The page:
The triceratops on display at the Waynesboro Public Library, courtesy the Virginia Museum of Natural History, might just inspire the next generation of scientists.
“This is a really good look at what scientists study, and from that standpoint, it’s inspirational,” said Joe Keicher, the executive director of the museum, which is actively working on plans to bring a satellite location to Waynesboro.
“We want the young boys and girls that are going to come here, we want them to be inspired by it to want to learn more about science, and for those that once they get a little older, you know, maybe consider a STEM-based career, with the start from learning about the natural world,” Keicher said.
The plan is to have the display live at the library through the summer of 2022, and Keicher said the museum, which is headquartered in Martinsville, is looking for community partners to locate additional similar displays.
This is all part of a strategy from VMNH to build a presence in Waynesboro, an effort that has been nearly a decade in the making.
“With our ambitions to build this VMNH branch campus right here in Downtown Waynesboro, we just want an opportunity to show people give them a taste of what we will be installing here in the community, to develop further interest and excitement, because it is exciting,” said Keicher, providing an update on the progress of the project this week.
The momentum on the project has picked up in the past couple of years. The museum completed the state’s pre-planning process in 2019, putting a project scope and projected price tag – currently at $20 million – on the table.
The next steps got behind schedule with the COVID-19 redshirt year, but things are back on track now. The museum is moving forward with hiring an architect to flesh out the details of design, with the goal of having a set of plans to work from by the first quarter of 2023.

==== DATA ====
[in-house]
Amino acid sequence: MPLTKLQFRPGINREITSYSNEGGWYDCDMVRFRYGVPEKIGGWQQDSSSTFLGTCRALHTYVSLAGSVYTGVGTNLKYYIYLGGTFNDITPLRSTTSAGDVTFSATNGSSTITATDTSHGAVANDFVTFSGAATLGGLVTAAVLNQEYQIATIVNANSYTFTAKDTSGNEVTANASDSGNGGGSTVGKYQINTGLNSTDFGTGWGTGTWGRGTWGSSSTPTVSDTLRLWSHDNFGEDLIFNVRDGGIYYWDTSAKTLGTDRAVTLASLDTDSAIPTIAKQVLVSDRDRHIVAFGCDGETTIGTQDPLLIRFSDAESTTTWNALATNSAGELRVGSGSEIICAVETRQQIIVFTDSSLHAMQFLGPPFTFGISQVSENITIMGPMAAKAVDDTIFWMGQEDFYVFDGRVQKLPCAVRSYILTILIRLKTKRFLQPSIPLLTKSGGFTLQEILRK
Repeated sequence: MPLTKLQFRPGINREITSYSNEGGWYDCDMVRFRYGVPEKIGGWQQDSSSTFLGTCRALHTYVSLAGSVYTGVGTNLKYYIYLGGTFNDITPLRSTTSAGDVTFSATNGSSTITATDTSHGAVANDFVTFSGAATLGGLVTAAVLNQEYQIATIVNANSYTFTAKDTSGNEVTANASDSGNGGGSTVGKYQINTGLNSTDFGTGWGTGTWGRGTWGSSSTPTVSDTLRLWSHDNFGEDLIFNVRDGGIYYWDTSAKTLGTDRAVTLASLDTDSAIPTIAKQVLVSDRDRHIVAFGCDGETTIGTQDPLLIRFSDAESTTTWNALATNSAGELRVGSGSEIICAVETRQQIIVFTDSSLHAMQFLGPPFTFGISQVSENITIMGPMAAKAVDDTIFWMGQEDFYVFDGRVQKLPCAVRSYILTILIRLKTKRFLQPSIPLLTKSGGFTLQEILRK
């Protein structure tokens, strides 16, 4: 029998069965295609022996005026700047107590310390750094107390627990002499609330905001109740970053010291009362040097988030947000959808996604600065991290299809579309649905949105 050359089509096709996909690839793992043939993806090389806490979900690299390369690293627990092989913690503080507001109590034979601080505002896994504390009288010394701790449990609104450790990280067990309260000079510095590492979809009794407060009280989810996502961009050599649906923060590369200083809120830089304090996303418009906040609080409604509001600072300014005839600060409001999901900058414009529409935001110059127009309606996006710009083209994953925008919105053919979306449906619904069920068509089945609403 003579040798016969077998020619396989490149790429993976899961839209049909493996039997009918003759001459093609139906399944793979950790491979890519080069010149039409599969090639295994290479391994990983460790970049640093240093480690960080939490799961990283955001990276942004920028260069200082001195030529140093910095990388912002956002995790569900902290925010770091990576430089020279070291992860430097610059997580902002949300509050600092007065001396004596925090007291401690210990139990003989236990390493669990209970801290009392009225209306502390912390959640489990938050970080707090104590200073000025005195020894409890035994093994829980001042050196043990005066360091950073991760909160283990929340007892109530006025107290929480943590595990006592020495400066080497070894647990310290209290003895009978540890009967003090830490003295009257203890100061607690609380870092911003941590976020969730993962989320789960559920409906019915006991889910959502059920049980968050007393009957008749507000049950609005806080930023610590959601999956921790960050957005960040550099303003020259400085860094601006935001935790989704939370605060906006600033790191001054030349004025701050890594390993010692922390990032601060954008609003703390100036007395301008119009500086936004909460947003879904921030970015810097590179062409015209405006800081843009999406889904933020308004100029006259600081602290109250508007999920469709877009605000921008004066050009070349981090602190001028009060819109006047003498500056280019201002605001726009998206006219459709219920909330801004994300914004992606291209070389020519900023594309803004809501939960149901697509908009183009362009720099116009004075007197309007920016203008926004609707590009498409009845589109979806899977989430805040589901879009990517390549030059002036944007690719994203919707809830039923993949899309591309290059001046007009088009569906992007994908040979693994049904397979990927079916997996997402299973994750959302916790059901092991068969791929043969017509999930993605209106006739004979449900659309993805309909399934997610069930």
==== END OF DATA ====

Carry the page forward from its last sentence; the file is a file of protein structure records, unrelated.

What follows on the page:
“If everything were to go magnificently, and there’s always challenges here, but if it goes magnificently, July 1, 2023, we will be ready to put a shovel in the ground,” Keicher said.
Assuming that goes as planned, or close to it, we could see a grand opening for the new Waynesboro location sometime in 2025.
That’s still a ways off, so time and effort is being put into building a community connection with Waynesboro.
Plans include reviving the lecture series at the Wayne Theatre that was put on hold by COVID, and Keicher said the museum is talking with other potential partners about ways to “develop some more excitement.”
“The goal is, in a couple of years, maybe what we have is a little itinerary, you can go to these different places, and even though each one has their own little mini-exhibit, maybe all together as you do this itinerary you find yourself basically having experienced a full exhibit on science, particularly as it focuses on this region of the world,” Keicher said.
Story by Chris Graham